The nasogastric tube wasn’t so bad the first few days, and I actually felt some comfort from the rhythmic movement of the calf cuffs massage my legs. I barely noticed the Foley catheter. The most frustrating part was having to ask to be unplugged so I could go for a walk. And for the first few days the nurse aides insisted on accompanying me down the hallway. The worst part was having my blood pressure and temperature taken 6 times a day, twice every shift. This usually included being woken up at 11:30 pm and 4 am for the routine. No real gas passing over the weekend but started a little Sunday night. Since the NG tube wasn’t producing much Monday morning they decided to pull that. Felt like a hot nail being driven through your back molar and up into your eyeball. Didn’t feel much like eating Monday, and so Tuesday we started Reglan for nausea and to help improve intestinal motility. Then the rounds of horrible jaw clenching and vomiting began.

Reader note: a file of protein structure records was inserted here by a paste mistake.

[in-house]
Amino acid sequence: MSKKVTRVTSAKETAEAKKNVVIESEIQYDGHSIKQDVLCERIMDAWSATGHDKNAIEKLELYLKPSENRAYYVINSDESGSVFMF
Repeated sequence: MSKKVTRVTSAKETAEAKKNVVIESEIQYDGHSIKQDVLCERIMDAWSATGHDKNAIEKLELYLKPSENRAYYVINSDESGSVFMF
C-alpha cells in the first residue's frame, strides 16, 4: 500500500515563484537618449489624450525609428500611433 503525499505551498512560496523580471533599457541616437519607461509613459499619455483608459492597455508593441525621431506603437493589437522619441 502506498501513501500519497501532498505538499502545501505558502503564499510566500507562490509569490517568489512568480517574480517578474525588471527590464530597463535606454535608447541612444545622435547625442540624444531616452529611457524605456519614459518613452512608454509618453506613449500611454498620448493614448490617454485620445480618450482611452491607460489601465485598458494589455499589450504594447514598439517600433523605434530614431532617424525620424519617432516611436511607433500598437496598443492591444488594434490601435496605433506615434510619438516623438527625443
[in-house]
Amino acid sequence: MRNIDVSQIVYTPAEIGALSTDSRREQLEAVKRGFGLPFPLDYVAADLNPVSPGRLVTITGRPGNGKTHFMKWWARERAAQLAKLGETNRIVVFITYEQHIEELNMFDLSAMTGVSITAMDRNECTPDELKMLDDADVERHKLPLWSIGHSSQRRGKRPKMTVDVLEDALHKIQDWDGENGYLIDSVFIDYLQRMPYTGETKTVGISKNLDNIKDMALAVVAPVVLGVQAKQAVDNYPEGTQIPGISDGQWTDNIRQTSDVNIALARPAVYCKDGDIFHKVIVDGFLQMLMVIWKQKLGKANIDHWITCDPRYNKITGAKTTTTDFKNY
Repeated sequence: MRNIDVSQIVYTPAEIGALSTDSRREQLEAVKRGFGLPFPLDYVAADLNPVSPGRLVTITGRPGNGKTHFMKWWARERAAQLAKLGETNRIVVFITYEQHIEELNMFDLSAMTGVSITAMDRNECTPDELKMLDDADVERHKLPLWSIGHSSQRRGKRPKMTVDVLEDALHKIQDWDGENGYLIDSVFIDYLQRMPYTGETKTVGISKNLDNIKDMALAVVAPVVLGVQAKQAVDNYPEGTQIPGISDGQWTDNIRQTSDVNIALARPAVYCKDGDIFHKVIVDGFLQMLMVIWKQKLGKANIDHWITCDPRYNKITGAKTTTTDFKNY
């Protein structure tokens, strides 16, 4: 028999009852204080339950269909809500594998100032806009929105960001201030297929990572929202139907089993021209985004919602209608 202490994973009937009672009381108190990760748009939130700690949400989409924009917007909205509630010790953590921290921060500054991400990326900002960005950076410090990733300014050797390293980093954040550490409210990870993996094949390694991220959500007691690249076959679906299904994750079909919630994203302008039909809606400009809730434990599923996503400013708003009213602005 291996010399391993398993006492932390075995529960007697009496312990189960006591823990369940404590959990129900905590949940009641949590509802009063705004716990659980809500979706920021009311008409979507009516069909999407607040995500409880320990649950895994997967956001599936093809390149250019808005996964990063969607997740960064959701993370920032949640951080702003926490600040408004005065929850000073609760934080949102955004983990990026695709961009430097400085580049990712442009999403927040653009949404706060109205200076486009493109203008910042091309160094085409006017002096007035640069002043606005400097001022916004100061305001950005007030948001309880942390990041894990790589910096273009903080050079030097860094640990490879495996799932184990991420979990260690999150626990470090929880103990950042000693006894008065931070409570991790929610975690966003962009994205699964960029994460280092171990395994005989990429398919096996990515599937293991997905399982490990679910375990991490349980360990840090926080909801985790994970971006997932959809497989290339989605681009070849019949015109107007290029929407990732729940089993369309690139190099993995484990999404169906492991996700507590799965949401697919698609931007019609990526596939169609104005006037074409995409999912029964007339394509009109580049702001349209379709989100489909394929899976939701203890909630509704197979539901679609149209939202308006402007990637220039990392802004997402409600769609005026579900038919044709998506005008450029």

It got so bad that I couldn’t keep anything down and they were worrying about having to put the NG tube back in. I skipped the broth dinner Thursday night and the reglan as well. By Friday morning I was feeling better and asked to skip the Reglan, since the broth was actually starting to look good. It was that morning someone finally realized the jaw spasms were a side effect of Reglan. Since then every nurse I’ve talked to know immediately that was the cause but apparently my nursing staff and doctors had never seen it before. I was nauseous at lunch and vomited once, but overall I felt 90% better and was getting stir crazy in the hospital. I’m used to running 3 miles a day, and now I’m limited to the slow shuffle around the hospital award. Dinner stayed down Friday night and by Saturday morning I was ready to go home. The resident tried to convince me that I should stay until I kept down solid food, but by my rationale, I could vomit at home just as easily as I could in the hospital and I’d feel a heck of a lot better at home. Midway through the hospital stay the Urologist informed me that 1 node was positive. According to the pathology report, 7 nodes were taken together as a section. 1 node had a cluster of embryonal carcinoma with the largest section being 0.6 cm in diameter. So after a 9-day stay in the hospital I made it home, just in time for mom to fly up to help take care of me.